The New York Times is working to make its website available again for all readers after it was disrupted by a group calling itself the Syrian Electronic Army in an exploit that also affected Twitter Inc.
The group disrupted traffic to the websites by hacking yesterday into registration-services provider Melbourne IT Ltd. (MLB), which handles the online addresses of nytimes.com and twitter.co.uk, according to Tony Smith, a spokesman for the Melbourne-based company. The Times instructed readers who can’t access its home page to go to an alternate site.
Some users initially reported being redirected to the Syrian group’s sites. Many were simply unable to access the pages at all. The Syrian Electronic Army, which backs the country’s president, Bashar al-Assad, has also claimed responsibility for hacking the Washington Post this month and the Financial Times in early May, redirecting readers to its own websites and videos.
“The credentials of a Melbourne IT reseller (username and password) were used to access a reseller account on Melbourne IT’s systems,” Smith wrote in an e-mail. He said the login information was obtained through phishing, a technique used to obtain private data by imitating legitimate websites.
It may take time before all users can get normal access to the newspaper’s site, Smith said. Times employees have been instructed to use caution when sending sensitive e-mails, the newspaper said.
A quirk in the way that domain information is updated across the Internet has meant that the Times website is still inaccessible to many users today even though the site is functioning normally. Many corporations and browsers on personal computers cache domain data for 24 hours to speed up connections, preventing access to the news site until those caches are cleared.
On its website, Twitter said its domain registration provider “experienced an issue in which it appears DNS records for various organizations were modified,” including the twimg.com domain it uses to host images. The original domain record for that site has since been restored, and no user information was affected, it said. While Twitter’s site operated normally, twitter.co.uk was inaccessible for some users.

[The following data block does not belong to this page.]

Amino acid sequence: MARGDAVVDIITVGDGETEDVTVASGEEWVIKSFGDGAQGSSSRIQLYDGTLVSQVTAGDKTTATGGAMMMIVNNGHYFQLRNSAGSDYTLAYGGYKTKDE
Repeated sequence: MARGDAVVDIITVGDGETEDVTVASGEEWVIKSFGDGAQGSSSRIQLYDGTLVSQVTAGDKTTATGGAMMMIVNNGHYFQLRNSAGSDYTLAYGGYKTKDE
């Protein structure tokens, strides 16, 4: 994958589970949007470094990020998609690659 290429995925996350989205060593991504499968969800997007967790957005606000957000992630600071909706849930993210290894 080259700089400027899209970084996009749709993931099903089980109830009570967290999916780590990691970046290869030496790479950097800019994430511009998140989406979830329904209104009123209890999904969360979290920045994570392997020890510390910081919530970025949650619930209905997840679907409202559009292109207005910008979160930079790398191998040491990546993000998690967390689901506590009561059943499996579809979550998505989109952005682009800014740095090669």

The Huffington Post, owned by AOL Inc. (AOL), also experienced a hack attempt and “minimal disruption of service,” said Rhoades Alderson, a spokesman for the online publisher. The site was working normally today, he said.
Unidentified hackers hijacked the Associated Press Twitter account in April, sending stock markets down 1 percent in a matter of seconds by posting a false claim of an attack on the White House. The fake message -- saying that President Barack Obama had been injured after his residence was bombed -- followed repeated attempts by hackers to gain access to AP reporters’ passwords, the news agency said in a report. While the Syrian Electronic Army claimed responsibility for the intrusion, that couldn’t be confirmed, the AP said.
The Times has been increasingly focusing on its website for growth as the industry reels from a print-advertising slump. Digital subscribers to the Times and its international edition increased 35 percent to 699,000 at the end of the last quarter. The company averaged about 14 new paying online readers every hour from the beginning of January to the end of June.
On Aug. 14, the newspaper’s website and e-mail systems crashed for more than two hours because of an internal malfunction with its servers.
New York Times Co. dropped 1.4 percent to $11.42 at 12:52 p.m. in New York. The shares had gained 36 percent this year through yesterday.
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